The Classic Crimson Cocktail

The Classic Crimson Cocktail

Rye and tobacco
With gentlemanly pursuits
Perfectly blended.

Learn how to make an old-fashioned that any gentleman would respect.

Whenever I visit a new bar the first drink I order is an Old Fashioned. Executing a proper Old Fashioned takes experience and care to blend the ingredients in just the right proportions. If the bar delivers a proper Old Fashioned then it bodes well that the rest of their drinks will be given similar consideration.

I figured it was probably time for me to learn how to make a proper Old Fashioned myself. I invited my closest partners-in-crime to be my judging panel and had a lineup that included: Blanton’s, Eagle Rare, Knob Creek, 1792 Ridgemont Reserve, and Jim Beam Signature. All single barrel reserve, of course. Alas, I could not get my hands on the much sought-after Pappy’s Van Winkle. One day, you shall be mine. Oh, yes, you will.

Bourbon Selection

Not Jack, I know, but I think Frank would’ve approved. So who else to have on the playlist but Ol’ Blue Eyes himself? Add in some Thelonious Monk, Miles, and Coltrane and you’ve got the soundtrack set for a laidback evening with the fellas.

What to serve with the cocktails? Something substantial and spicy to stand up to the sweetness of the cocktails. Cajun should do nicely. It is close to Mardi Gras, after all, and the Old Fashioned’s cousin is the NOLA sazerac. Now usually I’d do the cooking myself but in this case I left it to the experts. Poor House Bistro makes a mean po’boy and kept the fellas happily sated. Why no photos? You know how it is. Guests start arriving, drinks are poured, and food is devoured.

Of course, a proper Old Fashioned should be accompanied by a proper cigar. For the evening we indulged in Aging Room’s Quattro F55 Concerto cigars. Their well-balanced cedar, cocoa, and espresso flavors offset the cocktails perfectly.

Aging Room Quattro F55 Concerto

The verdict? I think I can properly check, “Learn how to make an old-fashioned that any gentleman would respect,” off my 360 List. The winning recipe is one I’ve dubbed, The Classic Crimson. Classic, because despite its name an Old Fashioned is timeless, and Crimson because it’s really the blood orange bitters that sets this drink apart. Did a quick search of the online drink recipe sites and I think we have a winner. No other matches found. First, bitches.

The Classic Crimson cocktail
2 oz Blanton’s Original Single Barrel bourbon
dash blood orange bitters
splash simple syrup
orange peel

Some whiskey stones or carved block ice gently chills without stealing character from the drink. Add a splash of simple syrup made from raw sugar. A dash of blood orange bitters. Two ounces of Blanton’s. Stir, then twist an orange peel over the drink and serve. I’m all for exploring new recipes, but for me, an Old Fashioned shall never be proper with a cherry in it. Cherry infused bitters? Sure. Fruit that’s better left on a sundae? Never. Remember when I said an Old Fashioned was my litmus test for a new bar? Add a cherry and you’ve got not one, but two strikes with me. That’s how strongly I feel about it.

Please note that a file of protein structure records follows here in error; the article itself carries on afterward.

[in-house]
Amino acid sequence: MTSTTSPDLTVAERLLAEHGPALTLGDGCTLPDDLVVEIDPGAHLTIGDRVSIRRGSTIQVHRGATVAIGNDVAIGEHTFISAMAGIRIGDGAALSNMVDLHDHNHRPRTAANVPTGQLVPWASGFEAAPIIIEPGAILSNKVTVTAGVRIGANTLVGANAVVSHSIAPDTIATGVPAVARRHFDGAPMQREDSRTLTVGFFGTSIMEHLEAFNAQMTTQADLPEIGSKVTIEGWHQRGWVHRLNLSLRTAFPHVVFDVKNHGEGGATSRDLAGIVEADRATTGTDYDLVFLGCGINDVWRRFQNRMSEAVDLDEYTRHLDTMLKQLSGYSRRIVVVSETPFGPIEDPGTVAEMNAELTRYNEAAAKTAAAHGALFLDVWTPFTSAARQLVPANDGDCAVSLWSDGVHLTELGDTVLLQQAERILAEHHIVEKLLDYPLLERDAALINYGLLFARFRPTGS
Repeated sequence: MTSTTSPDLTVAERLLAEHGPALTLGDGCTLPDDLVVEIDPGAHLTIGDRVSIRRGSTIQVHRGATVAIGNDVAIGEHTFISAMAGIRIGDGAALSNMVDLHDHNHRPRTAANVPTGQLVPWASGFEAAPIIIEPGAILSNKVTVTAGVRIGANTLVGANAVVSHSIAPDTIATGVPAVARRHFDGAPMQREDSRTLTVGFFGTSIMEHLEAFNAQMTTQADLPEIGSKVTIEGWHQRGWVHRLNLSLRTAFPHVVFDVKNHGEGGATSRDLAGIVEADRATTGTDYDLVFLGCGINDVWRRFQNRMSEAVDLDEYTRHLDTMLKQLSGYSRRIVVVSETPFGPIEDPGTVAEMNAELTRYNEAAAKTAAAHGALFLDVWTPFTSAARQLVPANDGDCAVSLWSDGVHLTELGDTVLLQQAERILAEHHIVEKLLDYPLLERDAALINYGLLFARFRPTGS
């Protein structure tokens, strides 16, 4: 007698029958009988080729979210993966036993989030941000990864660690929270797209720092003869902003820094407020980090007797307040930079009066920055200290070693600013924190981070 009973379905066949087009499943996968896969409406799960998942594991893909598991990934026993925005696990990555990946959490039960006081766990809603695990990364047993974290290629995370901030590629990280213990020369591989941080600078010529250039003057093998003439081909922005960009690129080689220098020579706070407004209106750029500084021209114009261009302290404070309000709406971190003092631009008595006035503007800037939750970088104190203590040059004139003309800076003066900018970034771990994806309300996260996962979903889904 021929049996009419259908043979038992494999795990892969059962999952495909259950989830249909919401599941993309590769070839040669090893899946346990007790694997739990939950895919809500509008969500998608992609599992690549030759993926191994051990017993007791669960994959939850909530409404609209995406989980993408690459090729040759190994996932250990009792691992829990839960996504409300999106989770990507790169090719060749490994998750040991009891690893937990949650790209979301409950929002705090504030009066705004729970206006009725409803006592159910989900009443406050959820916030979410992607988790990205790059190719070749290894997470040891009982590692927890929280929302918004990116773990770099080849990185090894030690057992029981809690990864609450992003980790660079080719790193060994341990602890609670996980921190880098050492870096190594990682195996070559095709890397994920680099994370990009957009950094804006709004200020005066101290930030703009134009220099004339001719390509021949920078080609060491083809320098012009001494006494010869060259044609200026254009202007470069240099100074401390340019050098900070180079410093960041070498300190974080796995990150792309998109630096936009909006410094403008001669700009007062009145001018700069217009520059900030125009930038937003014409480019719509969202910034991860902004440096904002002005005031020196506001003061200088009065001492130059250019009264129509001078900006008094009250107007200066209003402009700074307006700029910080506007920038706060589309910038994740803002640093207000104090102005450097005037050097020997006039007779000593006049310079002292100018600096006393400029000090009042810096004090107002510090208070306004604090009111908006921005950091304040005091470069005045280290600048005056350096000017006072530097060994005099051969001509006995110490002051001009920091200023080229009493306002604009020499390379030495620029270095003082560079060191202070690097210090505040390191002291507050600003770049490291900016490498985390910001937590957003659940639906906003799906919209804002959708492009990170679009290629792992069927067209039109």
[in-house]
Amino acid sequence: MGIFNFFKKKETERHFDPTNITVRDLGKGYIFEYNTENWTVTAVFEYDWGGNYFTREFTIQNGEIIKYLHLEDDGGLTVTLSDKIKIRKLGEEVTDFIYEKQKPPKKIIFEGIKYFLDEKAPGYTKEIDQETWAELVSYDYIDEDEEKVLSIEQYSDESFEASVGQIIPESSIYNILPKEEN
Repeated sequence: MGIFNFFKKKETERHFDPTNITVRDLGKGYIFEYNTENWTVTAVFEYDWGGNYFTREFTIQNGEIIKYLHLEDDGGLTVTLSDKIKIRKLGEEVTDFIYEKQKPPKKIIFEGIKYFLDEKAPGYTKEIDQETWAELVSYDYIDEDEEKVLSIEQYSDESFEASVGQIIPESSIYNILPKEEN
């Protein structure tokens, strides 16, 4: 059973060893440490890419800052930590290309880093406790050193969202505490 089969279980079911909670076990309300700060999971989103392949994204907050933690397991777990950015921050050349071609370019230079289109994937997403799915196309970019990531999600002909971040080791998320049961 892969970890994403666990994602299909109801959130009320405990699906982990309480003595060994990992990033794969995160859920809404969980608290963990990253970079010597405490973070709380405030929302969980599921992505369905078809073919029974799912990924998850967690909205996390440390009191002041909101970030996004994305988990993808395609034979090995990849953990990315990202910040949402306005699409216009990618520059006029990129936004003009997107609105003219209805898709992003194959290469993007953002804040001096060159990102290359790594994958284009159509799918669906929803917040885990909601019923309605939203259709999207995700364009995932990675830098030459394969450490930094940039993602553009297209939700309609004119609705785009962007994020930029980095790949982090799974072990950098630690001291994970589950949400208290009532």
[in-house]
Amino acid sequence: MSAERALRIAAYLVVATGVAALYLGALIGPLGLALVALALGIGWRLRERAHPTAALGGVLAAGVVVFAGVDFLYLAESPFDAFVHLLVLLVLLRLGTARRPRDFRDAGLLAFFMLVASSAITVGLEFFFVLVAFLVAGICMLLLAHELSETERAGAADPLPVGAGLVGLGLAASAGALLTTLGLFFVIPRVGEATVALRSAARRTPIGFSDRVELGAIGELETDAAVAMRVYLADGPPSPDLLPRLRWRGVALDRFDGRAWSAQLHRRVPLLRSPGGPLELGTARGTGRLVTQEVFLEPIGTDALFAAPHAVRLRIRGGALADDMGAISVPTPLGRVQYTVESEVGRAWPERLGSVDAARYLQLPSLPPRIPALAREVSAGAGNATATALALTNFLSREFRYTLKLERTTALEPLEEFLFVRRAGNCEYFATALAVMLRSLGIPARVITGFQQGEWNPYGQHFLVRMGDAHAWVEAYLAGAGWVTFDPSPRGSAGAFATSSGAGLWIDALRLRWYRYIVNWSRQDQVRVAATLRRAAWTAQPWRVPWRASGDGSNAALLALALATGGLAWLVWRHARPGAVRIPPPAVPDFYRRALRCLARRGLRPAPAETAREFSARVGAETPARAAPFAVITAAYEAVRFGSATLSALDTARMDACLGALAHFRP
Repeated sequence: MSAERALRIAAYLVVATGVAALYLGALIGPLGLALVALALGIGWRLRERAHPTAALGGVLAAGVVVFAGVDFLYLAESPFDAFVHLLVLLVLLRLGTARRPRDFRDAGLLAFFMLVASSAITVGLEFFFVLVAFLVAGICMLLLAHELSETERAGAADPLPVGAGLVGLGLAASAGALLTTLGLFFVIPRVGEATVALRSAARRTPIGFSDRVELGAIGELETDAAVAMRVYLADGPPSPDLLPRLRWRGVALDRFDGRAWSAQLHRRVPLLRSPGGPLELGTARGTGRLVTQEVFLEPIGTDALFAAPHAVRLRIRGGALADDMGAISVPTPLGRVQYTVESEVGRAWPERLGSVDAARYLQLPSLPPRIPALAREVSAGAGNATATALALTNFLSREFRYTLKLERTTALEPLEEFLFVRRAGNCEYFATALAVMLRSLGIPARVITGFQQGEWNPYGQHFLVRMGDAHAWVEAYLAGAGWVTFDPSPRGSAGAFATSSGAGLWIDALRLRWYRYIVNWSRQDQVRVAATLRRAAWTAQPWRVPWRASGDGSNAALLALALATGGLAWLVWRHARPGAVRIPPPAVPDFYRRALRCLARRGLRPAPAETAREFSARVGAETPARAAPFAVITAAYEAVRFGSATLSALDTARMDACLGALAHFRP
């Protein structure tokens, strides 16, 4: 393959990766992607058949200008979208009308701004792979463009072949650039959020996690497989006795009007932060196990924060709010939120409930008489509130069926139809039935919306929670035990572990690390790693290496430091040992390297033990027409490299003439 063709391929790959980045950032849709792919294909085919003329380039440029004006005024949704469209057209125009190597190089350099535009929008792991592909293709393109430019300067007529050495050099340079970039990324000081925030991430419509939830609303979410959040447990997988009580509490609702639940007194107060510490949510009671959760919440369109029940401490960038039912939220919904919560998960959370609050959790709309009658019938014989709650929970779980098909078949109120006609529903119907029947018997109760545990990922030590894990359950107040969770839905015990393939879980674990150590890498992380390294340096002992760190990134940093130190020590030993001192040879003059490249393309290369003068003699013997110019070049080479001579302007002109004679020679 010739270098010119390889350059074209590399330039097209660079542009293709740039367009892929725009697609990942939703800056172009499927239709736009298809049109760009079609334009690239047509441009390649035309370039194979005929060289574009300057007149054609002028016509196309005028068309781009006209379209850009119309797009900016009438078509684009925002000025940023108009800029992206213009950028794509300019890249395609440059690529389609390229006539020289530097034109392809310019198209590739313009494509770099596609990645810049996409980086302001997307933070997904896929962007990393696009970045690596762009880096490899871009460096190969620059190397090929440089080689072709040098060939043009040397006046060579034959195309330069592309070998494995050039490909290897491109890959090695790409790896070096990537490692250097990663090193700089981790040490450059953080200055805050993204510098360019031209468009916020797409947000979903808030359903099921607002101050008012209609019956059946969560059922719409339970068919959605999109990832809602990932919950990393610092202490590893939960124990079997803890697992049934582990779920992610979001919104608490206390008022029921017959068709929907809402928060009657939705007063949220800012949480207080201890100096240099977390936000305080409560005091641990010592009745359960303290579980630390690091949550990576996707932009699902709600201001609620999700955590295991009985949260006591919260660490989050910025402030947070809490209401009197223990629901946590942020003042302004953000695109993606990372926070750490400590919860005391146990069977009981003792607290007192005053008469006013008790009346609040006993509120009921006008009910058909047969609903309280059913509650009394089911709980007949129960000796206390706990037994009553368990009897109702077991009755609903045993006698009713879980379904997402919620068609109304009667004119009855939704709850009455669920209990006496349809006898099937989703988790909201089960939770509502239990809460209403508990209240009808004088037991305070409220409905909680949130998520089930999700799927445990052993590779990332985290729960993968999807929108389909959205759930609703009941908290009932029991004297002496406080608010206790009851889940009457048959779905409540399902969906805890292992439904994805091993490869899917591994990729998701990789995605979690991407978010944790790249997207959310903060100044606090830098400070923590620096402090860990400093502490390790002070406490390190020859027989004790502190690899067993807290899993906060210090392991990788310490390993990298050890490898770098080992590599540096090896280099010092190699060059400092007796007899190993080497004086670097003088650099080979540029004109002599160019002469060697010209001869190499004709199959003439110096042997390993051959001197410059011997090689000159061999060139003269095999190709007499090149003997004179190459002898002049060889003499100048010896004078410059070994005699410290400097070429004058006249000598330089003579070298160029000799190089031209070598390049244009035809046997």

Now that I’ve got the foundation set, I’ll be experimenting a bit with the recipe. Perhaps infusing the simple syrup with Arancia Rossa di Sicilia. Give a go with Blanton’s Gold Edition to have a bit of fudge and white pepper. Try barrel aging the cocktail.

This, of course, was merely stage dressing for an evening of jokes, stories, and conversation with gentlemen of distinction. Thanks to the fellas for sharing this experience and helping me check something off my 360 List. Special thanks to the lovely Kitten Marie for being my assistant for the evening (and helping me finally polish off my bottle of Deleón) 😉

Mindful Acts of Kindness

Buy a Kid an Ice Cream Cone

I’ve found that doing something kind for someone else has become my antidote for a crappy day. When the stress of work, the unexpected bumps of my day, and the worries of things not yet done weigh on me, I take the focus off me and look for something that I can do to brighten someone else’s day. Sometimes it’s direct. Sometimes it’s done anonymously. Sometimes I’m not even around to see the effect and am left to imagine the wonderful ways it has made that person smile.

As I began to do little acts…taking my used cup to the counter at my favorite cafe…picking up a bit of trash someone left behind…I started to become more aware of the people around me. I thought about how I treated them. I paid attention to how they felt after talking with me. I started looking for reasons to do nice things. While the thought of random acts is enchanting, the thought of being mindfully kind has a power all its own.

I like the idea that wherever I go, whatever I do, whomever I meet, I’ve done something to leave that small space a little bit better. In fact, I feel like something is left unfinished until I find some way to leave behind some kindness. Karma or no, I feel that at the very least my perception has changed for the better. I feel more open and approachable. I smile more. Things don’t bother me as much as they used to. Judging by the way people have been receiving me, they must be noticing it too.